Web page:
Blog about design / my picks
A partir d’aujourd’hui et jusqu’à dimanche, l’Institut français de Cologne et la villa Noailles présentent le travail de Julie Richoz, lauréate du Grand Prix Design Parade en 2012. La designer y dévoile notamment ses projets conçus à l’occasion de résidences à la Cité de la céramique de Sèvres, au CIRVA (Centre International de Recherche sur le Verre et les Arts plastiques) et à la bourse de création de la Galerie Kreo, obtenues dans le cadre du Grand Prix Design Parade. Lire la suite »
House for a Photographer by Hyde+Hyde Architects The dramatic site within an isolated, disused quarry on the edge of the Brecon National Park demanded an architectural intervention of elegant simplicity. With a modest budget and to counter the construction complexities associated with touching the quarry walls, we developed an object building suspended within the basin – collecting light and focusing on distant views like a camera Obscura. We chose to ‘touch the ground lightly’ to heighten the spatial drama and tension between an isolated pure form and the static noise of the exposed rock face.
Posted by Ray | 4 Apr 2014 | Comments (0) The phrase "balloon chair" could mean any number of things, really, so h220430's take fits the bill as well as any of the possibilities (according to their website, the company takes its name from its birthday). If I understand the description correctly, the chair is mounted to the wall, as is its canopy of airless FRP (i.e. non-deflating) balloons, but this scarcely detracts from its visual effect. According to the Tokyo-based design studio, "if you sit in this chair, you'll be able to think positive thoughts even if you are feeling down." And while the "Balloon Chair" might evoke a certain Disney/Pixar film for many of us, it was actually inspired by Albert Lamorisse's classic featurette Le Ballon Rouge from over half a century prior. The critically acclaimed 1956 fantasy is viewable in full on YouTube, and if you haven't seen it (as I had not), I highly recommend it:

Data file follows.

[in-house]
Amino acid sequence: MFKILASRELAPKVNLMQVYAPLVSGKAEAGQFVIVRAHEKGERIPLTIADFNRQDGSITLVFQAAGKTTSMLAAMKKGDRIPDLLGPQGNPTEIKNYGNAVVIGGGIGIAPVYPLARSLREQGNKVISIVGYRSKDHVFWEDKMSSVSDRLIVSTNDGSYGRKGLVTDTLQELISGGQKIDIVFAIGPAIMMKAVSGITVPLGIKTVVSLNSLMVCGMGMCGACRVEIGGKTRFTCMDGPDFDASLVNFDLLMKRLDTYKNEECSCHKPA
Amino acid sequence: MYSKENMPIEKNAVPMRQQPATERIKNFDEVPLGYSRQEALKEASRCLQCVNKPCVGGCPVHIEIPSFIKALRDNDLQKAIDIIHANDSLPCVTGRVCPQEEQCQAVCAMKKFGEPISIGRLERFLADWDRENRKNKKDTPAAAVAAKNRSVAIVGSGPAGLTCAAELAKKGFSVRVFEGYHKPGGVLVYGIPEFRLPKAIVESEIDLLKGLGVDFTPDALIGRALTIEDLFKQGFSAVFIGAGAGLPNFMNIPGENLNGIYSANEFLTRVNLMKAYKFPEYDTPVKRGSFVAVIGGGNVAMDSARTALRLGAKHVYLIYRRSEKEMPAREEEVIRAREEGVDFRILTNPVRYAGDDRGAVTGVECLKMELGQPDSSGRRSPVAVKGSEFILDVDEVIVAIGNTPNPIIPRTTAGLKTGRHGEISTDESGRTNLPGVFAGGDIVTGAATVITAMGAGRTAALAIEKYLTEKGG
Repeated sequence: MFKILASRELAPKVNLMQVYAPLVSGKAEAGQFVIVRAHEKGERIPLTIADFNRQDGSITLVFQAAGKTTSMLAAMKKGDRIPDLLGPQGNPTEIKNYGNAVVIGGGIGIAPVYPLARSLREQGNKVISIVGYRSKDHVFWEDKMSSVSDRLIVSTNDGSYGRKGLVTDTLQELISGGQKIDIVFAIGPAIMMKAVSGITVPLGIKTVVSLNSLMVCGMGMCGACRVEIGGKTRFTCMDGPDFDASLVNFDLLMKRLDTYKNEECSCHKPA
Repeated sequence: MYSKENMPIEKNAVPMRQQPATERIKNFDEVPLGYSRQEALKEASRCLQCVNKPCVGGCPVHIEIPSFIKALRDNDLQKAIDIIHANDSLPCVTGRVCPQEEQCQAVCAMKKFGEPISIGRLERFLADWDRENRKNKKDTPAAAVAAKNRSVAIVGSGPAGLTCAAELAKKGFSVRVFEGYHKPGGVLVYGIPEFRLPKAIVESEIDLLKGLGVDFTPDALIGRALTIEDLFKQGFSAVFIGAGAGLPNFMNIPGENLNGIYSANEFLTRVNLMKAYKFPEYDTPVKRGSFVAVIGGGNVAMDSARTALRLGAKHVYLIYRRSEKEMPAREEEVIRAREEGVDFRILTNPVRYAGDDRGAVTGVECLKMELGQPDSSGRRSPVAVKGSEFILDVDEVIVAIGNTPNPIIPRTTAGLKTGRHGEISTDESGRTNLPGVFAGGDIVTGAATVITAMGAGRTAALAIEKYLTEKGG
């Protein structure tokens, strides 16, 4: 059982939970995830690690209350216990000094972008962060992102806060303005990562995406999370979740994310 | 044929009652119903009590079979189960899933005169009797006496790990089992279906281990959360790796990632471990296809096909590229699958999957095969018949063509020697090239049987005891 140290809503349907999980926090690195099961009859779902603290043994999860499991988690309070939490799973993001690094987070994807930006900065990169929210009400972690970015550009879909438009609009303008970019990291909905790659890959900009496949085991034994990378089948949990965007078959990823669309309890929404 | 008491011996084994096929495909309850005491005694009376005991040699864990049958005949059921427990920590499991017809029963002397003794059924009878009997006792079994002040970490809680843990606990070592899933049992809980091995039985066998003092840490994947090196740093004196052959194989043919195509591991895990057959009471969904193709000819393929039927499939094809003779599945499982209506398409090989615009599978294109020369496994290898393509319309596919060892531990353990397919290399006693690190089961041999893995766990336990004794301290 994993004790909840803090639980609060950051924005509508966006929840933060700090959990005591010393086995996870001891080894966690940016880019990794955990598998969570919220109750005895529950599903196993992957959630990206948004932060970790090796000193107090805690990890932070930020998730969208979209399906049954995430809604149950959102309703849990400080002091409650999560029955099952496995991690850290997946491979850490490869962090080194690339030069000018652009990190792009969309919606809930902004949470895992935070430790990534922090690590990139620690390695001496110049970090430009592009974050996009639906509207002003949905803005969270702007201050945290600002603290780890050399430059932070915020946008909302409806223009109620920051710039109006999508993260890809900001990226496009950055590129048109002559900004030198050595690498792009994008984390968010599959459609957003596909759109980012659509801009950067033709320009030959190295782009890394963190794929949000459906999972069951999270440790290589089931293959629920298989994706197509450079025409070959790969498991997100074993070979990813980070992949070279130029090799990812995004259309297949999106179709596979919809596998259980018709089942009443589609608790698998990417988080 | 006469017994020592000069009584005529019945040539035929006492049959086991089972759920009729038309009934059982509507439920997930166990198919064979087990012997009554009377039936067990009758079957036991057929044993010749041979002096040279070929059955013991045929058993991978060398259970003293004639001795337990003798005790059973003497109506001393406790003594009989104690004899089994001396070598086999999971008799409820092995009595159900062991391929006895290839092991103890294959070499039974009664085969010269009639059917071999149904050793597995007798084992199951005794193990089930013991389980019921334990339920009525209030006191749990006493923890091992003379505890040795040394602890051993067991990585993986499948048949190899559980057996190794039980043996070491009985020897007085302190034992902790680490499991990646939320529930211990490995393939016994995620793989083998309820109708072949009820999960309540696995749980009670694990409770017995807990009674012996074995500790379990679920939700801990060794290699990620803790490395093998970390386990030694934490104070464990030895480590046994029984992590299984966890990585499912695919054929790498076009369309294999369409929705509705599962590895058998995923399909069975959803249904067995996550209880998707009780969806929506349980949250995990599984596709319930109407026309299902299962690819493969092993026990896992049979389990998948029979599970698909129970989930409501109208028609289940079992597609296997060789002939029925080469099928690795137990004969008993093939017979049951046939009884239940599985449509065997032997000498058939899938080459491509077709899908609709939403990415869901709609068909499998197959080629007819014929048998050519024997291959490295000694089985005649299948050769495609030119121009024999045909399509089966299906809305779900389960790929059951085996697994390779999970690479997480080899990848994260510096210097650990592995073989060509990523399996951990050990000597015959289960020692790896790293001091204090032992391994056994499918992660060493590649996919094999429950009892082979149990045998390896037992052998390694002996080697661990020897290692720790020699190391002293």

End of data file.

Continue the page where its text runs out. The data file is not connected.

If you think Star Wars was fiction, then think again, because the characters are alive, right under our nose. This is exactly what Zahir Batin portraits in this photo series, he used his Star Wars figures and placed them in nature or recreated backgrounds to seem as if they have a life of their own. Continue reading “Minature Star Wars Adventures” » It’s been just over a month since KTM took an outstanding 1-2 finish in the notorious Dakar rally and the Austrian manufacturer is excited to announce that the all-new KTM 450 Rally Replica machine will be available very soon for customers to purchase. Continue reading “KTM 450 Dakar Rally Replica Bike” »
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I'm a cadillac charged article. by Michael Slenske Two decades ago, New York-based light sculptor Leo Villareal attended Burning Man (the annual week-long art event in Black Rock City, Nevada, which culminates around a wooden sculpture of a man set on fire) and the experience changed his life. A few years later Villareal returned to the Nevada desert with a 16-strobe light beacon of his own design, which he fixed to the roof of his group’s RV so that they could find their way home.
design blog - DesignAddict posted on January 24 by DesignAddict. The Museum of Modern Art presents the exhibition 'Frank Lloyd Wright and the City: Density vs. Dispersal'. Frank Lloyd Wright (1867–1959)—perhaps the most influential American architect of the 20th century—was deeply ambivalent about cities. For decades, Wright was seen as the prophet of America’s post–World War II suburban sprawl, yet the dispersed cities that he envisaged were also carefully planned—quite distinct from the disorganized landscapes that often developed instead. Paradoxically, Wright was also a lifelong prophet of the race for height that has played out around the world.
February 8th, 2014 | Filed under: Uncategorized | Tags: reblog | No Comments » but also, never mind the door. The sound of the footsteps on that particular wood, with those particular acoustics, with that particular stress to the floor underneath it … I knew immediately it was Germany, Berlin most likely. more:Evolution Door (by Klemens Torggler) beautiful… : Fresser. February 8th, 2014 | Filed under: Uncategorized | Tags: reblog | No Comments » For more than 20 years, the world’s deepest hole could be found on Russia’s Kola peninsula, boring 40,000 feet down into the Earth’s crust.
Hugh Herr: The new bionics that let us run, climb and dance March 31st, 2014 This inspirational talk has a special place for me since I live in Boston and also captured the alarming global news during the marathon…. watch this talk to get awed in tech and surprised by a guest appearance.
Getting to know; Elana Schlenker It’s no easy job finding someone who publishes great work under the description of ‘typographic smut’. But lucky for us, we managed to find someone who does – introducing, graphic design extraordinaire; Elana Schlenker. Aside from the smut, entitled ‘Gratuitous Type‘ Schlenker owns an outstanding book of work ranging from print to identity with pieces for digital also.